After a long period of relative quiet, workers are again taking mass action in the Bangladeshi garment industry. Also; some comments on the recent wave of political 'disappearances'.

Since the deployment of the new Industrial Police Force (IPF) in 2010 struggles had been much reduced by the IP's innovative tactics(1). But recent events in Dhaka's industrial suburb of Ashulia and elsewhere suggest that workers' anger, solidarity, willingness to struggle and sheer weight of numbers can't be contained indefinitely.

India: workplace resistance increases

The labour movement in India is still under the control of bureaucratic leaders and political groups. However, as shown by a strike last year, among the workers of the country is gradually spreading the idea of self-organization and sovereign general assembly.

Up to 100 million workers were involved in a one-day strike in India on February 28. Strike, which affected a number of branches across the country, has been named one of the biggest strikes ever taken place in the world. It was announced 11 trade union centres (they first worked together since the declaration of independence) and 5000 smaller unions.

China Blue

China Blue is a documentary that follows a 17 year old Chinese girl migrating from her home in the Sichuan province to work in a jeans factory in Guangdong. It shows the harsh realities as a factory worker for millions of migrants in China.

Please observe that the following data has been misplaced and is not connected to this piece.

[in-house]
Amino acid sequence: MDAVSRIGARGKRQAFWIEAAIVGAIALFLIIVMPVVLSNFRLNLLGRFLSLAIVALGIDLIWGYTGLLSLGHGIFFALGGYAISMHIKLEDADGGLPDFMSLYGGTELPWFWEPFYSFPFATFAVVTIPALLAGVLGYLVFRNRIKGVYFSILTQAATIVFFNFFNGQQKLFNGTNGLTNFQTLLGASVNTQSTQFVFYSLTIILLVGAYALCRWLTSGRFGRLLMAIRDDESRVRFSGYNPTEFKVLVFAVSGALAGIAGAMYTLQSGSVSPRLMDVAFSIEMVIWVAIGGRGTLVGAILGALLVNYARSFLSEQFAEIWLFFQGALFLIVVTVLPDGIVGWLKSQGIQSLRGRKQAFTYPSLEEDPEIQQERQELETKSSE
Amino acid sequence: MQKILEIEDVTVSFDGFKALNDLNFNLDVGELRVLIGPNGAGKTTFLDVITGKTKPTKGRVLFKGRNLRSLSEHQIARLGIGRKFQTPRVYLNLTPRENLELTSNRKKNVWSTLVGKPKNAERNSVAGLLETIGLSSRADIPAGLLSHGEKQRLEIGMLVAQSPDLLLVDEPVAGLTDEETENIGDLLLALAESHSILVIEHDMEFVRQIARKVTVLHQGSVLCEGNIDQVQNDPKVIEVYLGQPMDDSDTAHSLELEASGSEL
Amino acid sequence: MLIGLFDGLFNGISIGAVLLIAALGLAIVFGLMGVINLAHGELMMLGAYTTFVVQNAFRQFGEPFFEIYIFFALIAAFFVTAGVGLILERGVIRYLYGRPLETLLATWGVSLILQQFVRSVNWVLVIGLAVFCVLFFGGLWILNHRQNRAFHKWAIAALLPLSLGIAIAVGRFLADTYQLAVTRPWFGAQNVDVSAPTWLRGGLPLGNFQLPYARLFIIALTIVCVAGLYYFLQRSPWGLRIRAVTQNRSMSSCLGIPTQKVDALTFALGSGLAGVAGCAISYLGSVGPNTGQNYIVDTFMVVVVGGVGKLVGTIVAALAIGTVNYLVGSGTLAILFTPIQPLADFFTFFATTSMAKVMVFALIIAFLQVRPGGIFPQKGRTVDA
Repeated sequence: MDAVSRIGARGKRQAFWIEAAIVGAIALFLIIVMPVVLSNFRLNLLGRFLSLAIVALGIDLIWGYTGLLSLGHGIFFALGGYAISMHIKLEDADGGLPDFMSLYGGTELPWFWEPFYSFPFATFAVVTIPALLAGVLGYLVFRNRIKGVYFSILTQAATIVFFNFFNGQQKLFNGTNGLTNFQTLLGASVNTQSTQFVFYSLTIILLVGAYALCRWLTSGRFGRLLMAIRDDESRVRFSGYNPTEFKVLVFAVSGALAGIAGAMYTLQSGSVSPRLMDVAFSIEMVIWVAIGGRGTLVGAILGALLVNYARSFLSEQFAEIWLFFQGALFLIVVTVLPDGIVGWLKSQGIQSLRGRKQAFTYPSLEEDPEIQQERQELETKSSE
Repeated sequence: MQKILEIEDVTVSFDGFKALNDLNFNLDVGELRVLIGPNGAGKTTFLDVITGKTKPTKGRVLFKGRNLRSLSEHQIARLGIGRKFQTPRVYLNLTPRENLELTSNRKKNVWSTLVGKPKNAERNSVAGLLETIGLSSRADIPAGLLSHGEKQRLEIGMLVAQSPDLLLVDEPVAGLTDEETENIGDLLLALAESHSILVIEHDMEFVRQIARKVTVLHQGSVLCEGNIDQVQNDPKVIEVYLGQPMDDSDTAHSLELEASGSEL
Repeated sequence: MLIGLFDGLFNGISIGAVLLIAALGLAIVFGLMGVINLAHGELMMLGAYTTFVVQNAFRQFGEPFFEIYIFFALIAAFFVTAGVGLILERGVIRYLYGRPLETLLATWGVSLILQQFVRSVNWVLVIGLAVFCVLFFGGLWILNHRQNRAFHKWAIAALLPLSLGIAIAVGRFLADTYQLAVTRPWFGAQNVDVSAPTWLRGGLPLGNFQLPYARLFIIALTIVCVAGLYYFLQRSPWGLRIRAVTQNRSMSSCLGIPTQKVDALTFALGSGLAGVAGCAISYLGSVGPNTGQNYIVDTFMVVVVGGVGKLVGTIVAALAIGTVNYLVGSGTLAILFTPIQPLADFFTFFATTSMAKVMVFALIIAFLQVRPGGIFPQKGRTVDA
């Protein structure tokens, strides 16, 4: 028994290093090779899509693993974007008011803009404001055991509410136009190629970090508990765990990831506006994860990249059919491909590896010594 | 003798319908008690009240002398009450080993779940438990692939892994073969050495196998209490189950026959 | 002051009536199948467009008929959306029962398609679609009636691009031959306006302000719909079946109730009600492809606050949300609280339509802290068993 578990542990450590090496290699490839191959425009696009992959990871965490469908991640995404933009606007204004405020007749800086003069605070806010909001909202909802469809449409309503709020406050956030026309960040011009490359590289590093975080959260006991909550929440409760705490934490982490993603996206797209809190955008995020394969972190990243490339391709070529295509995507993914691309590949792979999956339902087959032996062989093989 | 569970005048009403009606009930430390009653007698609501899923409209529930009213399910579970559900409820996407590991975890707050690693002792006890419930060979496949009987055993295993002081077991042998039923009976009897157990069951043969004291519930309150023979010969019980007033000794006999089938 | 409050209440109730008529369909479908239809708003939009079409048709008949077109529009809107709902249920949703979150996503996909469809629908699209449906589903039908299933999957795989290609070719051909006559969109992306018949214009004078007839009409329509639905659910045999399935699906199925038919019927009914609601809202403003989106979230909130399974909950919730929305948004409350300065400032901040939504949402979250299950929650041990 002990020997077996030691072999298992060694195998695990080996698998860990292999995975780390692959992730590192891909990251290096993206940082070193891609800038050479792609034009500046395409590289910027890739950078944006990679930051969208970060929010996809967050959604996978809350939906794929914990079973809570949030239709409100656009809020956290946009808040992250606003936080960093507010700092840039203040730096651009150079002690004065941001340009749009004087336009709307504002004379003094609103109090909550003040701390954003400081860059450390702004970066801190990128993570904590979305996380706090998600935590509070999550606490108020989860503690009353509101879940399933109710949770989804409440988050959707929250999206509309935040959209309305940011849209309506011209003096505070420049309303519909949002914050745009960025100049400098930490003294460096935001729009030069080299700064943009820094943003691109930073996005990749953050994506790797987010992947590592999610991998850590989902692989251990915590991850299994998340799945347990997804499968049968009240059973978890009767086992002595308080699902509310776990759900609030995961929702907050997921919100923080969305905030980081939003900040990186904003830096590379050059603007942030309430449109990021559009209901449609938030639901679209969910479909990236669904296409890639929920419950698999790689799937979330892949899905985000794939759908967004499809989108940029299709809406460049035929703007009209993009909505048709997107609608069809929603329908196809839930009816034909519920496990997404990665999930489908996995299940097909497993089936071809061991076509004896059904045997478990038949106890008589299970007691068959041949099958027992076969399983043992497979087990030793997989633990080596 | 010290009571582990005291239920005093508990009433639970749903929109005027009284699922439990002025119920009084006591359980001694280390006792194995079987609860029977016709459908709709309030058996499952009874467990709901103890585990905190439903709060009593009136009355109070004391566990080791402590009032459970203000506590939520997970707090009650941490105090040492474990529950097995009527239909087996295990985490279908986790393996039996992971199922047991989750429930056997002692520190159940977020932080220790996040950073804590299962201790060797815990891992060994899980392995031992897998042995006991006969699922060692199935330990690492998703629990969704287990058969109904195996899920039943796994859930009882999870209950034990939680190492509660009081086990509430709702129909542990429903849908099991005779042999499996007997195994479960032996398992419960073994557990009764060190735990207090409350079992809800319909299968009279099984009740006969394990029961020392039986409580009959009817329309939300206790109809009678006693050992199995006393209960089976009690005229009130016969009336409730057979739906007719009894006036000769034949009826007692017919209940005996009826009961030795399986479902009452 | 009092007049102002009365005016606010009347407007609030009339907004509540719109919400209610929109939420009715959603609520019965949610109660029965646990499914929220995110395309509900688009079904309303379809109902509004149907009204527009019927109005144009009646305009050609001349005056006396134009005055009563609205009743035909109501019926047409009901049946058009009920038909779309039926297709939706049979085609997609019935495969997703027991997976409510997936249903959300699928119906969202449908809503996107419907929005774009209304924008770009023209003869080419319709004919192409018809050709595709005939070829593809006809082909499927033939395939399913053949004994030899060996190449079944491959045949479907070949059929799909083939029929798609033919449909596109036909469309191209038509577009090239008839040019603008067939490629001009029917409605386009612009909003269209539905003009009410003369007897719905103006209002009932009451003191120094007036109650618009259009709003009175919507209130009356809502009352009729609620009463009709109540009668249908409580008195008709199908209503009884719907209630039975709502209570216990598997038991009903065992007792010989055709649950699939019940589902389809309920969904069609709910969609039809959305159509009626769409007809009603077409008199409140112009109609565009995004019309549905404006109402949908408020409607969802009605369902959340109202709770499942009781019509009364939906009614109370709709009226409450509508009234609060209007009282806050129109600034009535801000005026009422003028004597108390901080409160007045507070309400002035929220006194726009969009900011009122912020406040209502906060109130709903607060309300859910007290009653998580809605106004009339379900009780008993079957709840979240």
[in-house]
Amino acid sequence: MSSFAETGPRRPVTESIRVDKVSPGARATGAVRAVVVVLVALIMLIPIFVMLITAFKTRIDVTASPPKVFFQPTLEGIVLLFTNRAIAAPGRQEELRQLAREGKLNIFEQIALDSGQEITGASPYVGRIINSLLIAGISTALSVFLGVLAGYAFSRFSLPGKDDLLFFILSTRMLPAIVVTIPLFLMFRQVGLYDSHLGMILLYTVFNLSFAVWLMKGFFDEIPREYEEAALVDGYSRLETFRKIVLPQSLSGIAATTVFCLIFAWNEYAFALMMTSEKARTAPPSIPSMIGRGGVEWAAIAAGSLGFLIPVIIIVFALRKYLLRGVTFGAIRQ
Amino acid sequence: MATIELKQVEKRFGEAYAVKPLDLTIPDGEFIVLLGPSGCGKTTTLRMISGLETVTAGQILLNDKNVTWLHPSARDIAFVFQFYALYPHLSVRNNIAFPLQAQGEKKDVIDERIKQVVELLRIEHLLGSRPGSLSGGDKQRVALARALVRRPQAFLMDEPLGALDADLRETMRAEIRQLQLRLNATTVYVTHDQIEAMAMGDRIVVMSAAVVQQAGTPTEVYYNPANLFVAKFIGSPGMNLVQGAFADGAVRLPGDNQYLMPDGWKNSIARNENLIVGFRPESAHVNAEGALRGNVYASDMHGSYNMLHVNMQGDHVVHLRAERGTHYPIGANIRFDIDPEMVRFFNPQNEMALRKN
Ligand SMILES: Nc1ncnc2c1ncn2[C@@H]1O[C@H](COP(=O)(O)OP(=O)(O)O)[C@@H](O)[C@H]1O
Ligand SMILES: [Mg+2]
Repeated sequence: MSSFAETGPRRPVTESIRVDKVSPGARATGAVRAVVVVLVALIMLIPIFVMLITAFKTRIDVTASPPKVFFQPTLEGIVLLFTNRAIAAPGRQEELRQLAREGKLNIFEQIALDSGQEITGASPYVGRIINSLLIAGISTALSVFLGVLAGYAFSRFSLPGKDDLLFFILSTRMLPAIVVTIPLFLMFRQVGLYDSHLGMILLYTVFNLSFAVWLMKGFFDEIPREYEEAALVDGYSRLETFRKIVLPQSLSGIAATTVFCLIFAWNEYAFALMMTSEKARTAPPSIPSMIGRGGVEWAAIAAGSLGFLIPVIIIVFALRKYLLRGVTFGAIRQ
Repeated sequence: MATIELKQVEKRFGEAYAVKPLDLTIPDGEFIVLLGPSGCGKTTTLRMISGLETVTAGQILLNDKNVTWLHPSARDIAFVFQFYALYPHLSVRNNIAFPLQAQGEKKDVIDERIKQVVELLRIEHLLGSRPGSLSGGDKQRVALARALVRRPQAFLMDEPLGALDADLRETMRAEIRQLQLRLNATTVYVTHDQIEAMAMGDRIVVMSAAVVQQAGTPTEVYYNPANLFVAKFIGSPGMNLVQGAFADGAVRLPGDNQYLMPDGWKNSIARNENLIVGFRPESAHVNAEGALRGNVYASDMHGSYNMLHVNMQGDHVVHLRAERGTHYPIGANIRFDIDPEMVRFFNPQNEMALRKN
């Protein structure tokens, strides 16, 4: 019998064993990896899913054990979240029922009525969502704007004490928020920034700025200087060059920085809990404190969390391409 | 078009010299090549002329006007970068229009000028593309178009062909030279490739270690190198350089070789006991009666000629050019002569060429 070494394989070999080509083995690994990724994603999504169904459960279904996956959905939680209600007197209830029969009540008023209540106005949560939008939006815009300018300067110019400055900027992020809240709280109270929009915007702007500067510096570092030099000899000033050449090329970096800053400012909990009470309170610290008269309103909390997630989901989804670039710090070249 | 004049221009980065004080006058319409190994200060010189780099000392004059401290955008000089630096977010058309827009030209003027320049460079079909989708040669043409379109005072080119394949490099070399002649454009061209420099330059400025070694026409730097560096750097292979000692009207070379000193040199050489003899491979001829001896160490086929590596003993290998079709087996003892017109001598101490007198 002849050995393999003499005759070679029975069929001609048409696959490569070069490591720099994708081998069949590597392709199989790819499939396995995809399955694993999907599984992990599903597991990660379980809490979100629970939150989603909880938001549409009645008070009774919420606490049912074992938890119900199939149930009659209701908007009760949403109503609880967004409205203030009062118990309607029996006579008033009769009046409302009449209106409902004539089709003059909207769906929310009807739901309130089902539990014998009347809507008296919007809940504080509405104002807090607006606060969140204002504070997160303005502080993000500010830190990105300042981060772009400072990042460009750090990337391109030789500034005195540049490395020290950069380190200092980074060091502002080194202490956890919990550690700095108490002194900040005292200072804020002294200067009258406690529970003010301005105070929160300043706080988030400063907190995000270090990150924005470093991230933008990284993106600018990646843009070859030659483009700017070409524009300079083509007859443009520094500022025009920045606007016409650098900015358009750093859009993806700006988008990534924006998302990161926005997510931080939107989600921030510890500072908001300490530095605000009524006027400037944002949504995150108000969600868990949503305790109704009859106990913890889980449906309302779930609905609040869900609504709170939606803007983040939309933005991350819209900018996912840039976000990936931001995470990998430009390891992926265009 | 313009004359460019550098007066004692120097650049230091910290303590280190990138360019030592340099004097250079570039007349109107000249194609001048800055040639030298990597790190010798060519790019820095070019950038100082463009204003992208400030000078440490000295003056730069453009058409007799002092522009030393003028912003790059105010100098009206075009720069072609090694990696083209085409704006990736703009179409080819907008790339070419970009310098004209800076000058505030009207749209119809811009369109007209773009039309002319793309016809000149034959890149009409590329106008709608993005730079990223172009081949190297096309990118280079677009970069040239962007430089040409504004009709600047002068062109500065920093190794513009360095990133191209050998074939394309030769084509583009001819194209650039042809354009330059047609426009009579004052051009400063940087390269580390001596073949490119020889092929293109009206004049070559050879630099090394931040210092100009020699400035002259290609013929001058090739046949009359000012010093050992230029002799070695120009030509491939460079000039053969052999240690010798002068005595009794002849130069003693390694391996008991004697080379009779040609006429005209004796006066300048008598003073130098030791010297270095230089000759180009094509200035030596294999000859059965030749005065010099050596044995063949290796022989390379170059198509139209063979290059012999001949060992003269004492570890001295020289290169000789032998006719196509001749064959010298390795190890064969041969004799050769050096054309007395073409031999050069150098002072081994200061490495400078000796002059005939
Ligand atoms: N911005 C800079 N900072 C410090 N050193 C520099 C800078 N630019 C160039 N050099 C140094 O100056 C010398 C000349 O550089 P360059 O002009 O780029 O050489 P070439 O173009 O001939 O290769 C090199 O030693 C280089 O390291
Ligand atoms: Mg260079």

The film gives a very detailed insight, what it is like to work in a Chinese factory. The extremely long workday, going for weeks or months without a day to rest, not getting paid (even when you do it's barely enough for the amount of work done), sleeping in cramped conditions, eating crap food and being threatened every step of the way by a complete bell-end of a boss.

Last train home

Last Train Home

A documentary focusing on one family of migrant workers, mainly around Chinese New Year. It reveals the conditions they live and work in, and the strain it has on the family, which comes out the only time they can see each other over the Spring Festival holiday.

Last Train Home is a wonderfully made and very honest documentary from 2009. The family it focuses on seem very uninhibited by the camera's presence, leading them to be very open in the way they talk and act. It just seems to capture something that most documentaries fail to.

The 1842 Strike

In the summer of 1842 a great wave of strikes engulfed Lancashire and Yorkshire. The wave began in the Staffordshire coalfield in July when the miners went on strike for fewer hours and more pay. They also linked economic with political demands when a meeting passed a resolution stating that “nothing but the People’s Charter can give us a fair day’s wage for a fair day’s work’.” Miners marched from pit to pit spreading the strike as far north as Stockport.

Cotton masters in Stalybridge and Ashton-under-Lyne gave notice that they intended to reduce wages by 25%. A mass meeting was held in Ashton on 26 July which was addressed by two Chartists and this was followed by other local meetings.